The horror anthology can be traced back as far as German expressionist cinema, with early classics like Richard Oswald’s Eerie Tales (1919) and Paul Leni’s Waxworks (1924), but for many viewers it begins with the Ealing Studios’ production of Dead of Night (1945).
This portmanteau of macabre tales made a profound impression on many people, including a young Milton Subotsky. Born in New York in 1921, Subotsky was a film buff from an early age and began producing in the 1950s. He had a particular passion for horror, fantasy and sci-fi and would partner with fellow New Yorker Max J. Rosenberg to form Amicus Productions. Amicus would initially focus on rock and roll pictures, but in 1964 they decided to switch gears and offer up some health competition to England’s reigning “horror factory,” Hammer Film Productions. Subotsky explicitly referenced Dead of Night when he set about to write the studio’s first “official” horror film (bearing in mind, they had produced the well-regarded City of the Dead under the banner of Vulcan Productions), ultimately released as Dr. Terror’s House of Horrors.
The film would follow a basic formula which Subotsky would repeat again and again: a group of characters are united in a claustrophobic setting, where they have their fortunes told to them by a mysterious character. In this instance, the mysterious “seer” is Dr. Schreck, played by Peter Cushing. Hidden behind bushy eyebrows and a stubbly beard, Cushing is seedier than usual and he plays the role with a nicely understated sense of menace and foreboding. Cushing would become the company’s mascot of sorts and his loyalty to Subotsky would lead him to accept appearances in some films that he might otherwise have done well to have taken a pass on.
The first of the characters to have their fortunes told is Scottish architect Neil McCallum. In McCallum’s story, he goes to his ancestral home, which is now owned by grand dame Usrula Howells. There’s a family curse afoot involving a werewolf and the “surprise” reveal of the creature’s identity shouldn’t come as a surprise to a five year old. The story may be slim and predictable, but director Freddie Francis and cinematographer Alan Hume give it style and atmosphere to burn. Of all the segments, it’s the only one that really captures an atmosphere of dread and as such, it’s a good intro that sets the tone for what is to follow.
The second segment deals with family man Alan Freeman (a popular DJ in his day, making a rare acting appearance) who returns from vacation to discover that a strange vine is slowly enveloping his house. Enlisting the aid of scientists Bernard Lee and Jeremy Kemp, Freeman attempts to destroy the pesky plant, but it would appear to have ideas of its own… Freeman does a credible job and Lee and Kemp do their best to keep a straight face delivering some ridiculous dialogue, but the bargain basement special effects don’t do it any favors.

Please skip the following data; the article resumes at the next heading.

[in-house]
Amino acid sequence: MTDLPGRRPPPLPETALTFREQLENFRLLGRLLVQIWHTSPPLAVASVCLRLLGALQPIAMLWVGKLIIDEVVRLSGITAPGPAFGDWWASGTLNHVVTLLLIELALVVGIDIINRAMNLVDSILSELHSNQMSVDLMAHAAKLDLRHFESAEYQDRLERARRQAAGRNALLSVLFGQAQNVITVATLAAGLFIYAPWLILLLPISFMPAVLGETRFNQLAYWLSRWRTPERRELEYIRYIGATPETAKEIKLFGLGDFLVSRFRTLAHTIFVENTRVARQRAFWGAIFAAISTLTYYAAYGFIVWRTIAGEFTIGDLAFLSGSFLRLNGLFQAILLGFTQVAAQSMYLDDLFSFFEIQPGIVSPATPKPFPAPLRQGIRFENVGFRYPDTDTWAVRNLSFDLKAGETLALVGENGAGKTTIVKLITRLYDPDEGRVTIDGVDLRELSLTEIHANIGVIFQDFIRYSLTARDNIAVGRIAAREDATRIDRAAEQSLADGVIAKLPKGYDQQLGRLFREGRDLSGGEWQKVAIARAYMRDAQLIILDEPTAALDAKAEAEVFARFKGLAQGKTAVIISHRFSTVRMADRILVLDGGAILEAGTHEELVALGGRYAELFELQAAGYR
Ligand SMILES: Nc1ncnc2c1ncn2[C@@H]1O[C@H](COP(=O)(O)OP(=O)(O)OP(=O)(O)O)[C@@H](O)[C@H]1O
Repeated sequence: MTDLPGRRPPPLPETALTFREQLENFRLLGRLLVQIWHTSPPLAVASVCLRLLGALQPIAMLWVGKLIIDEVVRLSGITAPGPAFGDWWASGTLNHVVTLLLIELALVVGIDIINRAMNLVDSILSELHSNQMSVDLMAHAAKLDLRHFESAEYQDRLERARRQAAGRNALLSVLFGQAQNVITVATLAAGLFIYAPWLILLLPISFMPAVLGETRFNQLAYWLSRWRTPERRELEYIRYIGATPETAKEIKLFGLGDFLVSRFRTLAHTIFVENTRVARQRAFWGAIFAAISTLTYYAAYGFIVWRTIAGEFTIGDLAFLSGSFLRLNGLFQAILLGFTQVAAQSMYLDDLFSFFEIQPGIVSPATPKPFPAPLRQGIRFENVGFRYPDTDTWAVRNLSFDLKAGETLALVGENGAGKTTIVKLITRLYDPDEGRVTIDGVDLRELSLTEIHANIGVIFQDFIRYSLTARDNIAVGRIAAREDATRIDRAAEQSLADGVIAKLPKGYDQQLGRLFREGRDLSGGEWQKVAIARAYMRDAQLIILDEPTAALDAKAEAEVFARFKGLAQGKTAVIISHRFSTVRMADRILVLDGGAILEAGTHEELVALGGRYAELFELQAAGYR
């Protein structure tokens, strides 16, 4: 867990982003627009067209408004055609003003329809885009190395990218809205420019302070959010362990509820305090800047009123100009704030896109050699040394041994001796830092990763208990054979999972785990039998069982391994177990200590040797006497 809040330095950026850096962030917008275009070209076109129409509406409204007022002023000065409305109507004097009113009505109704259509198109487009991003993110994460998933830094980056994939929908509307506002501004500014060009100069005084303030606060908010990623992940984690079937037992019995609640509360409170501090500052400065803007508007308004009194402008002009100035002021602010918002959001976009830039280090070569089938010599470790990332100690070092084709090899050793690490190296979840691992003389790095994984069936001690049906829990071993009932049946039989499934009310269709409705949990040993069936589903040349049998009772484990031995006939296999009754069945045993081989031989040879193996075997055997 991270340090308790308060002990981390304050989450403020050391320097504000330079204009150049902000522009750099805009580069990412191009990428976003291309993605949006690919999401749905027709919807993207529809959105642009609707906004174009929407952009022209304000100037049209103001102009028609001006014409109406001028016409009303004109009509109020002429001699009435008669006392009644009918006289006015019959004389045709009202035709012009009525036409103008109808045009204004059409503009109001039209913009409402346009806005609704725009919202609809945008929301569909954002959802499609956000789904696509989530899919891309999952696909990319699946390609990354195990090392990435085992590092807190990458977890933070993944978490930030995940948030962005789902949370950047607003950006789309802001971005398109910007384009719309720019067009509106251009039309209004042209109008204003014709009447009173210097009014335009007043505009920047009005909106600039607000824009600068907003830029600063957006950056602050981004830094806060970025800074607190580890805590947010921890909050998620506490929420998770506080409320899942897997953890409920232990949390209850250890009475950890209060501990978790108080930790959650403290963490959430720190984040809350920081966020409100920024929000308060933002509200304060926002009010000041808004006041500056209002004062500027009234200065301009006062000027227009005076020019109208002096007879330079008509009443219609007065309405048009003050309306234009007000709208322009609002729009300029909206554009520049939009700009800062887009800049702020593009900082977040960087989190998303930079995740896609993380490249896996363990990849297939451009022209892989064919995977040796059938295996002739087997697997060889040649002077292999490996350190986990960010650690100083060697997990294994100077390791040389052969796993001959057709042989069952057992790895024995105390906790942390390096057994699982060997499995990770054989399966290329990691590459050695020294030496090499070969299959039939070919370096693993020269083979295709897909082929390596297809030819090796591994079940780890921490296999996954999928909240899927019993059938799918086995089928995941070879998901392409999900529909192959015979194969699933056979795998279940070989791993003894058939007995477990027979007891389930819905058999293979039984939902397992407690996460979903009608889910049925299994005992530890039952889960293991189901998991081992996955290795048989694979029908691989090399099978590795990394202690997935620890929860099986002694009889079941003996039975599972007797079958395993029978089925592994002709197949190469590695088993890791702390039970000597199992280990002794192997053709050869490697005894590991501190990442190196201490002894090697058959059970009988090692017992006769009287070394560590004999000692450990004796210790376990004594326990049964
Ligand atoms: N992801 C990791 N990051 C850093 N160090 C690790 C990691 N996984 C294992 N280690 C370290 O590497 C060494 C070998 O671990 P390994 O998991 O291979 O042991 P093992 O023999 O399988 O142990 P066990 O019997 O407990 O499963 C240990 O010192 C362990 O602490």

The next segment involves musician Roy Castle, who steals a tune used in a voodoo ceremony and may or may not live to regret it… This is easily the weakest of the film’s stories and is shamelessly ripped off from an episode of the Boris Karloff TV series Thriller, which featured John Ireland in a not-dissimilar role as a musician who runs afoul of a vengeful voodoo god after incorporating a similar tune into one of his night club routines. Even without the air of plagiarism, the segment is a mess: Castle’s incessant mugging is a constant irritant and the attempts at humor are feeble at best. On the plus side, the segment has some terrific jazz music by the great Tubby Hayes. Indeed, director Francis had hoped to have Hayes score the entire film, but the musician’s problems with cocaine dependency made him unreliable, so Francis asked for the services of the distinguished Elisabeth Lutyens instead.
Up next, Christopher Lee plays a pompous art critic who drives artist Michael Gough to suicide. Gough’s hand (which had been severed in an accident engineered by Lee) returns to exact vengeance. The special effects work is awkward, admittedly, but this segment succeeds due to the heartfelt performances of Lee and Gough. Lee is at his imperious best as the ultra-bitchy critic whose acerbic words destroy the lives of others, while Gough is genuinely touching and restrained as the sympathetic victim.
The film draws to a close as the train carting the characters pulls into the station. Dr. Schreck disappears into thin air and the characters decide to laugh off what they’ve been shown … but it will be Dr. Schreck who has the last laugh.
Amicus would go on to produce some better anthologies than this one, notably The House That Dripped Blood and From Beyond the Grave, but Dr. Terror’s House of Horrors remains one of their seminal works. It’s a fun film on its own terms and it shows Freddie Francis working at the top of his game as a director. Francis’ frustration with being typecast as a horror director (he was no fan of the genre and was very open about this) would later result in some truly hackneyed work, but at this stage in the game he was still doing his best to shore up weak screenplays with plenty of visual fireworks. Subotsky’s screenplay is derivative and unimaginative, but the anthology format proves to be beneficial in that once one weak story is out of the way, there’s always the chance for something better in the next segment.
In the case of Dr. Terror, the good fortunately outweighs the bad. The Werewolf and Crawling Hand segments remain highlights in the Amicus canon and the Vampire story is by no means disposable, either. The fine performances, eerie music score by Lutyens, stylish direction by Francis and expert widescreen color photography from Hume all add up to make this a film worth seeing again and again.
Review: Troy Howarth
Gallery: Marcus Brooks
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